Housing associations are diverse organisations and this is reflected in the range of ways in which they are currently engaged in health, care and support services.
Understanding this landscape is important in order to identify the spaces where partnerships could have the most positive impact.
What do housing associations provide?
Housing associations provide a range of health, care and support schemes for disadvantaged people, including
- health schemes ensure that people feel supported to manage their condition, and improve recovery from injuries and trauma
- care schemes improve people’s experience of care and ensure that services are integrated and positive
- adapted homes, especially for older or disabled people, enable people to regain their independence
- support schemes promote a culture of safety and belonging for people who have spent their lives on the fringes of health and housing provision.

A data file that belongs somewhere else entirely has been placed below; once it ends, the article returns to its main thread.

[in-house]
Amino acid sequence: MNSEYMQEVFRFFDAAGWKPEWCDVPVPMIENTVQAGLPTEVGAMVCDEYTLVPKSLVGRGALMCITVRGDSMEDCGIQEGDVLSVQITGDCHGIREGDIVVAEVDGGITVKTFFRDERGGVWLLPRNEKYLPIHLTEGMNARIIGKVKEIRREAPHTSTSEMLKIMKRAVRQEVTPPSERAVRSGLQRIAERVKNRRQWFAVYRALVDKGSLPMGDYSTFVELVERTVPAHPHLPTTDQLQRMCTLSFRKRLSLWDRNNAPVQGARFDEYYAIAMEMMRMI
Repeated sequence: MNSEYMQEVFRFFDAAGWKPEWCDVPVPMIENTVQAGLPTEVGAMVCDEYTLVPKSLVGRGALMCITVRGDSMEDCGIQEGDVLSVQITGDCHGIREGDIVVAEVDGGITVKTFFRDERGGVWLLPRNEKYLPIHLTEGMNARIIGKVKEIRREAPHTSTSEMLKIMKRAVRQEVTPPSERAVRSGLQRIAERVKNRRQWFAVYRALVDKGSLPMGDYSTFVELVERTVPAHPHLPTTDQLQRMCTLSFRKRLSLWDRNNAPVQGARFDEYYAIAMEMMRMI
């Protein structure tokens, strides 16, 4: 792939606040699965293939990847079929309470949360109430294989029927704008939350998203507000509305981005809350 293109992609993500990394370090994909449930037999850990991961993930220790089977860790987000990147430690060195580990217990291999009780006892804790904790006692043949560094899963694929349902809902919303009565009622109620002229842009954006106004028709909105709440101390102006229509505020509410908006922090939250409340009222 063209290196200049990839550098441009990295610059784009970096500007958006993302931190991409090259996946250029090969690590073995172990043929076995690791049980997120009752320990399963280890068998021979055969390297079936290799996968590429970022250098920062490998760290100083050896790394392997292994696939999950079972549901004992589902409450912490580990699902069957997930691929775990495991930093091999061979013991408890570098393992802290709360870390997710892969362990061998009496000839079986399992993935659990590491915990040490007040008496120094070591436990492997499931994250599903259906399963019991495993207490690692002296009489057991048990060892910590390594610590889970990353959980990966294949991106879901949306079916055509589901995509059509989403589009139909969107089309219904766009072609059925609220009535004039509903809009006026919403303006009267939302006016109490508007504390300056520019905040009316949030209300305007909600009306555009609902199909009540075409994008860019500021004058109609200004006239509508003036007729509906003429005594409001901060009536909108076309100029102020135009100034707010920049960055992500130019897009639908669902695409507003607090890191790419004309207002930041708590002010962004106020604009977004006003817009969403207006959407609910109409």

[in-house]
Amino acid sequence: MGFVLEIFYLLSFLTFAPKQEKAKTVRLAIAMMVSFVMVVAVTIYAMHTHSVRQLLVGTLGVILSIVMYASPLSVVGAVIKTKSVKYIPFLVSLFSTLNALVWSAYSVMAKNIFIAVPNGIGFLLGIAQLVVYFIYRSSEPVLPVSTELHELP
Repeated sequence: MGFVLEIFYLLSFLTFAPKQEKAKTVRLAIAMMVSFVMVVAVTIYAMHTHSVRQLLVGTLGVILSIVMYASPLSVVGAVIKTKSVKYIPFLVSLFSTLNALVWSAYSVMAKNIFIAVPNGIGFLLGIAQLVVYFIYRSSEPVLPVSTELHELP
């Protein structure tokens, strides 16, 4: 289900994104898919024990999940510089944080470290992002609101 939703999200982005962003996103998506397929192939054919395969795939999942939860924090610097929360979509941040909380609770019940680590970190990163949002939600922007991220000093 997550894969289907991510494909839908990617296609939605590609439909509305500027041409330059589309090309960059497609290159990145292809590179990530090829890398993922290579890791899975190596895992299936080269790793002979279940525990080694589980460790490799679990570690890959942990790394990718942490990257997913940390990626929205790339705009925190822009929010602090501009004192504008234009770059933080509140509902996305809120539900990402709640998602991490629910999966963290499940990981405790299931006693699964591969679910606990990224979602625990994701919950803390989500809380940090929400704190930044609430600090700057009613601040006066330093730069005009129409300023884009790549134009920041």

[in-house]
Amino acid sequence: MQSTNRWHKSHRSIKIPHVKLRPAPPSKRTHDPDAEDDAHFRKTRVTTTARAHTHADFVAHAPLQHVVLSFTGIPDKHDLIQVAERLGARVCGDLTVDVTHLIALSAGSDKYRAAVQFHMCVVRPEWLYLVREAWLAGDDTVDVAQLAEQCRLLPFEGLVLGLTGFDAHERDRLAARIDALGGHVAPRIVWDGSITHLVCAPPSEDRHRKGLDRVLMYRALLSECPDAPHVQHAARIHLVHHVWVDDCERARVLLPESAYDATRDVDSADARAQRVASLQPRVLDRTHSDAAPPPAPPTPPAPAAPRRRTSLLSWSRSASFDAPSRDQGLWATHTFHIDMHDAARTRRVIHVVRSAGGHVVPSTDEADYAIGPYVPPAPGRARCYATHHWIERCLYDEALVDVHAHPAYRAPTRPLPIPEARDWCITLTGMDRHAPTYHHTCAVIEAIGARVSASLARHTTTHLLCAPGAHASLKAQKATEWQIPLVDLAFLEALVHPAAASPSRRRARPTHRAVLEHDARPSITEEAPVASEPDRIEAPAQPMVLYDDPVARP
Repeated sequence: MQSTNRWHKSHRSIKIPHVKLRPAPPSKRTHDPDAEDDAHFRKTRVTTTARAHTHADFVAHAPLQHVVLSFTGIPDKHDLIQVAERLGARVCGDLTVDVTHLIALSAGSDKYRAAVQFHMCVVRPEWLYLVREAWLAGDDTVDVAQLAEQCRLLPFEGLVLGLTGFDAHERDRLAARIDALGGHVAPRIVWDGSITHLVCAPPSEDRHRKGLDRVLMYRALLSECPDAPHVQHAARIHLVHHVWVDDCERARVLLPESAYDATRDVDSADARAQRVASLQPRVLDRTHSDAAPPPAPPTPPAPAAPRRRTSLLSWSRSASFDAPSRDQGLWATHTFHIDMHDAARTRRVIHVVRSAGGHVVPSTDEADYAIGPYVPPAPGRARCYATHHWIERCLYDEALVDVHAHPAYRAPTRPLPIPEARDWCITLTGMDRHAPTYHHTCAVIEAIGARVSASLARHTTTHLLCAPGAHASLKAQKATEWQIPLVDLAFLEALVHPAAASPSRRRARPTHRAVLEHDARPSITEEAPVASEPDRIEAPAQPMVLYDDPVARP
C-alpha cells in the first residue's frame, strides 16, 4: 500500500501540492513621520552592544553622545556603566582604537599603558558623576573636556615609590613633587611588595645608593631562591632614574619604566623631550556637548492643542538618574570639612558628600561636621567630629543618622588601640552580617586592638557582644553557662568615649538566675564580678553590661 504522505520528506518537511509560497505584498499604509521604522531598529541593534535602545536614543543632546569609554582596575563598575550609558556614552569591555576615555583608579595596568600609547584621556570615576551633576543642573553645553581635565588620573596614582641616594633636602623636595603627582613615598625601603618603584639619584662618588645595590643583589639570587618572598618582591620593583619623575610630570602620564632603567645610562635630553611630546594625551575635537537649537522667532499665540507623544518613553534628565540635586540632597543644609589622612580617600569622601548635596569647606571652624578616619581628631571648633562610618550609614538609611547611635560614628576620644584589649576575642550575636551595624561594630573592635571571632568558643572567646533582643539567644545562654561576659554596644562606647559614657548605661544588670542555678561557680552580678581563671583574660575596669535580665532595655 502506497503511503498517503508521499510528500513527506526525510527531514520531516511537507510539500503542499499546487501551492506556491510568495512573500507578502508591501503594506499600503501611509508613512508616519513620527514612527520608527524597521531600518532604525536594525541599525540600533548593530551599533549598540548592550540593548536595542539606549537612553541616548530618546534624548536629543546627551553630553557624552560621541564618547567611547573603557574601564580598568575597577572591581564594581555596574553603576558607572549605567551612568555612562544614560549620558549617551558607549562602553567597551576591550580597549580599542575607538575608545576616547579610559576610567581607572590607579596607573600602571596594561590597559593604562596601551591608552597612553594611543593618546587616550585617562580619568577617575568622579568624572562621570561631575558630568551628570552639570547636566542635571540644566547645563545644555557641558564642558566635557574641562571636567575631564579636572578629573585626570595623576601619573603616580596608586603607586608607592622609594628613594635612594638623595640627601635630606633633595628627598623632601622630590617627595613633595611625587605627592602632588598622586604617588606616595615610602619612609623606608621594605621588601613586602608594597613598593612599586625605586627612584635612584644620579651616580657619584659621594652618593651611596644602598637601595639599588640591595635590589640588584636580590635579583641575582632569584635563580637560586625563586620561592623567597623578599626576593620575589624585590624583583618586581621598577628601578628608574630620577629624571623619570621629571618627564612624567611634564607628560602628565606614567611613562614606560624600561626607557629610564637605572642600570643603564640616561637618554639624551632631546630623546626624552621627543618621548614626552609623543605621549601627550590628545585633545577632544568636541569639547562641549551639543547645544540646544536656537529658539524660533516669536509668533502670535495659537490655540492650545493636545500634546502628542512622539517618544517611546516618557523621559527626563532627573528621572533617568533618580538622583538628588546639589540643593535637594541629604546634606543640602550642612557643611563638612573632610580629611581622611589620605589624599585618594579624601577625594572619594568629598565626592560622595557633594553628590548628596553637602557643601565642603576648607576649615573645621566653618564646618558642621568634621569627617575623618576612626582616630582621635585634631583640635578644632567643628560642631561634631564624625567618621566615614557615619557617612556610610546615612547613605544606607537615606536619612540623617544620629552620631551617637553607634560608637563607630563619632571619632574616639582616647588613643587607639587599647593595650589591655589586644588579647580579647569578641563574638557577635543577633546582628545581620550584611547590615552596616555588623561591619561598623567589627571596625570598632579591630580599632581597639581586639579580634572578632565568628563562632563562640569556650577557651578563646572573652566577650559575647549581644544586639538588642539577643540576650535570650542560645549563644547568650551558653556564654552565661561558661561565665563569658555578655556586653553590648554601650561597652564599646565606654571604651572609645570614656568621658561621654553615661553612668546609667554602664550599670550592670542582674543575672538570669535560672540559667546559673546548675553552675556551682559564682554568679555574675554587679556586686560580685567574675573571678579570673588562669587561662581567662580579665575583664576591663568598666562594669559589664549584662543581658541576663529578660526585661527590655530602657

Who do housing associations provide services for?
Some housing associations provide a portfolio of different health, care and support schemes for a range of client groups.
Others, especially housing associations which are set up as an arm of a charity who exist to serve a particular client group, are much more specialised.
The client groups housing associations serve include
- older people, especially those with access needs or dementia
- people with physical or learning disabilities
- people with mental health problems
- people with multiple long-term health conditions
- people recovering from alcohol or substance dependency
- young people leaving care
- homeless people
- people fleeing domestic abuse
- ex-service people.
Services are targeted and personal, and help people to regain their independence and improve their quality of life.
What happens next?
To illustrate where and how health and housing are working well together we’ve built an interactive map of case studies.
To help you kickstart a conversation about a partnership with a housing association, we’ve created a list of useful contacts.